Solution polymer 18 is an acrylic polymer made using an acid functional monomer and a silane functional monomer, prepared as described in relation to second polymer 5 in EP 485,067 (Imperial Chemical Industries Plc).
A 3 litre resin flask fitted with a stirrer, a thermometer, a reflux condenser, a nitrogen inlet and a heating mantle was charged with 667 g of 1-methoxy-2-hydroxypropane and heated to 110° C. with stirring and nitrogen bubbling through at the rate of 1 ml per second. A mixture of 393 g methylmethacrylate, 371 g butylacrylate, 36 g acrylic acid, 50 g tertiary butyl peroxy-2-ethyl hexanoate and 200 g 3(trimethoxysilyl) propyl methacrylate was added dropwise over 3 hours via a mechanical pump. The temperature of the mixture was maintained at 105°-110° C. throughout the duration of the feed. The mixture was further stirred for 15 minutes. 10 g teriary butyl peroxy-2-ethyl hexanoate was added in 6 portions over 1 hour. The mixture was stirred for a further 15 minutes before it was allowed to cool to room temperature.
Solution polymer 19 was manufactured according to the same method and composition as solution polymer 7 in table 1 above, only with the 5.00 parts of MPTS replaced by 5.00 parts of octyl mercaptan.
Blends were prepared as described below which contain essentially similar levels of silicon, but the blends have been made by different routes, and then cast over glass panels using a 200 μm block spreader. The resulting films were examined for solvent resistance using the method described above ("MEK rubs").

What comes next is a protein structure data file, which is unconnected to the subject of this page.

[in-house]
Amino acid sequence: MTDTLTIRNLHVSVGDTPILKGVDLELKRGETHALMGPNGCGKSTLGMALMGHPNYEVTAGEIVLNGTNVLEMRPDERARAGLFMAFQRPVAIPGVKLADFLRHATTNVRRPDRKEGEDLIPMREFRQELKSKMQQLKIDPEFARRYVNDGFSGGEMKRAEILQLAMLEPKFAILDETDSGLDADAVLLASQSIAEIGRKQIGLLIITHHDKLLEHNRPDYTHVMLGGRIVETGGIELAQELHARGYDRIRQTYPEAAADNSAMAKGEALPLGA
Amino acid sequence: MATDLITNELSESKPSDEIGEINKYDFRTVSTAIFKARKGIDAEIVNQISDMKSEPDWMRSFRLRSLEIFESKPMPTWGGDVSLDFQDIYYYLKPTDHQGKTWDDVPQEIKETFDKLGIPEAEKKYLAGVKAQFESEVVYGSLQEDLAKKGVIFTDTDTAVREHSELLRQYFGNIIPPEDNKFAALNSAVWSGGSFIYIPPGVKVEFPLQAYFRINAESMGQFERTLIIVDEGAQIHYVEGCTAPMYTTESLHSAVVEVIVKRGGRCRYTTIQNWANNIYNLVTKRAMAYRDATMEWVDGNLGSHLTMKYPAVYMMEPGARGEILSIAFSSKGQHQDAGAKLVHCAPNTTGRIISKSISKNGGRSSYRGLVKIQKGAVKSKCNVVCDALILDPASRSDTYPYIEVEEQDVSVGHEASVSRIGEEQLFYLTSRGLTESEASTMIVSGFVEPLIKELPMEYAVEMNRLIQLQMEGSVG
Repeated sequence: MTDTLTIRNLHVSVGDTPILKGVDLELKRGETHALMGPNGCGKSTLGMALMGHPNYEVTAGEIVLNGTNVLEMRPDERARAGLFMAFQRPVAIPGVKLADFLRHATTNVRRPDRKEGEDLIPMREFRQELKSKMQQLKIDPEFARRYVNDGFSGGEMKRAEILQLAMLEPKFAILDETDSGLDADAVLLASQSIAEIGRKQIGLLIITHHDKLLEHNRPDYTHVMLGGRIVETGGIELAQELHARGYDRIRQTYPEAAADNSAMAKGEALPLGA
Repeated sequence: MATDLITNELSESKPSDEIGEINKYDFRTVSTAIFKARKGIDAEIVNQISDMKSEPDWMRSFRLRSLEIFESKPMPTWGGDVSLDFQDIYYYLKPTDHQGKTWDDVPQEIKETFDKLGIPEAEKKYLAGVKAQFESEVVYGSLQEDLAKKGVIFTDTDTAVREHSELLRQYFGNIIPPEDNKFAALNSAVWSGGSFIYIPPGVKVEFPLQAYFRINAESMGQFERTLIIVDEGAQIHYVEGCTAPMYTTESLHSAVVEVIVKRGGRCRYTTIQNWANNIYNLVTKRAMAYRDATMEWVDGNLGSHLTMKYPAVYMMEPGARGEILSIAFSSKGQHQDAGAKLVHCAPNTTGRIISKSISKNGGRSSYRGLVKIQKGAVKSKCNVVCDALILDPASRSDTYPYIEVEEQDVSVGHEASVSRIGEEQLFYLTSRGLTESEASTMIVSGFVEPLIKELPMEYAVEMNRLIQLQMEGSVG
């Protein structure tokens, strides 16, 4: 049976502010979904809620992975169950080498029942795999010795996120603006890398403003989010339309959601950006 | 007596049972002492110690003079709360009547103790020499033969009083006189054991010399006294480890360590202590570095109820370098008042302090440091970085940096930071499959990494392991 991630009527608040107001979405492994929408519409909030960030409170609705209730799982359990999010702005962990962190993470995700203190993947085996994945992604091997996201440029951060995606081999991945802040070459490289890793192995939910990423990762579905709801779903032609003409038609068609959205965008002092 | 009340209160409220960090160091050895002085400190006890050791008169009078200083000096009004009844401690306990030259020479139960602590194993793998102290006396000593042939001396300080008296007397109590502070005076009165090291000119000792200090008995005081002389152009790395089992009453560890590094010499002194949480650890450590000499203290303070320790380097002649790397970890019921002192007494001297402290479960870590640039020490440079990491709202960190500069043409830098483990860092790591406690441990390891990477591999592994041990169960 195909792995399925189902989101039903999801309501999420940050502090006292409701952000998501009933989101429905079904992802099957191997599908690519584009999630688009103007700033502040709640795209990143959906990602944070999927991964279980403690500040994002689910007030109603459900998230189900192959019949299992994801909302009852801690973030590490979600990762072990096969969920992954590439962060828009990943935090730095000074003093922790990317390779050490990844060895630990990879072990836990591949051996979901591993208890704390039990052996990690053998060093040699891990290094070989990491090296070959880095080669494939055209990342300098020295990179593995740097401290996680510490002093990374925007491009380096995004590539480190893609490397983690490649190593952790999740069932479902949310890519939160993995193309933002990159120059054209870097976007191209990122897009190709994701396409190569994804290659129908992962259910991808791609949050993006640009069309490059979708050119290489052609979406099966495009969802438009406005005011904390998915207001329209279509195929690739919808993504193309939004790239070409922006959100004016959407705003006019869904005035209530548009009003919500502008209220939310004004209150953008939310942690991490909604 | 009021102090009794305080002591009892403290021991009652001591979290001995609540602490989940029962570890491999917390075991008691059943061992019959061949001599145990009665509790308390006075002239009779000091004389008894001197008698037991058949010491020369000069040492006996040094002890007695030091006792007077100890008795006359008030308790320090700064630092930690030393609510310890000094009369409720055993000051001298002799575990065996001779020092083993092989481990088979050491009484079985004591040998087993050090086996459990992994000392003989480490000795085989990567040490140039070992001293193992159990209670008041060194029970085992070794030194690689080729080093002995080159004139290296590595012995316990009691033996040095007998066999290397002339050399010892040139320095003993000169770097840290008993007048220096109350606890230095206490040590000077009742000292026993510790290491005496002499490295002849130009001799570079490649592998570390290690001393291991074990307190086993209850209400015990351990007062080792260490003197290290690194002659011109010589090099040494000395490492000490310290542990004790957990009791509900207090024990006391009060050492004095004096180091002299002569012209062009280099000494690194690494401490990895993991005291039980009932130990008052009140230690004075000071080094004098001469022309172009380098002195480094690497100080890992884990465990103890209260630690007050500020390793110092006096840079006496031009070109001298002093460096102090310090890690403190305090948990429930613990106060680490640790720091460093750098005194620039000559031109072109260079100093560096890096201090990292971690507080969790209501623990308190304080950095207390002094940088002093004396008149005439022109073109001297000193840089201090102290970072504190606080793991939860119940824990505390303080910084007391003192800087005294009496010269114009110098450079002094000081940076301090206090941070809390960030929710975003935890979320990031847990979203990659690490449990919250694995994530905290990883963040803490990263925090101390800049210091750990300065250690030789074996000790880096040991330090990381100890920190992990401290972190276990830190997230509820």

Blend 1 was prepared by mixing dispersion polymer 5 described above with solution polymer 18 as described above, in a ratio such their non-volatile contents are 1:1. The composition had a total non-volatile content of 35%.
To effect the blending, the solution polymer is neutralised by adding to the solution at room temperature sufficient ammonium hydroxide solution to fully neutralise the acid functionalities. This was followed by 6% (by weight of non-volatile content) nonyl phenol polyethyleneoxide, and then a sufficient amount of water to afford a NV content of 31%. The solution was then allowed to stand for three days, and was then blended with dispersion polymer 5 to afford a solution with 35% non-volatile content.
(Blend contents; dispersion polymer 5 10 g, water 2.44 g, solution polymer 18 16.13 g.)
This composition was made according to this invention. Dispersion polymer 5 (10 g) was mixed with water (8.2 g) and ammonia solution (0.41 g). To this mixture, solution polymer 19(10 g) as described above was blended to afford a 35% NV coating with a solution dispersion ratio of 1:1.
This composition was made in the same way as Blend 2, but solution polymer 7 was used instead of solution polymer 19.
The solutions were made up and a set of films cast. These were left for 24 hours, then examined for their solvent resistance by the MEK rub test.
______________________________________ResultsBlend MEK rubs Comments______________________________________1 17 Poor crosslinking2 200 Excellent cure3 200 Excellent cure______________________________________
These results show the benefit of mixing together the solution and dispersion polymers just prior to application, and of protecting the solution polymer from exposure to water until it is mixed with the dispersion polymer. In particular, blend 1 represents a composition according to the prior ICI patent application EP 485,067 discussed above which has been aged for a period of time in water and can be considered to be a prior art comparative composition, whereas blends 2 and 3 represent compositions according to the invention, where the solution polymer is retained in a non-aqueous environment until mixing with the aqueous dispersion polymer. For blends 2 and 3, blending the solution polymer and dispersion polymers just prior to use gives the full potential of silane cross linking, whereas blend 1 clearly has inferior solvent resistance to blends 2 and 3.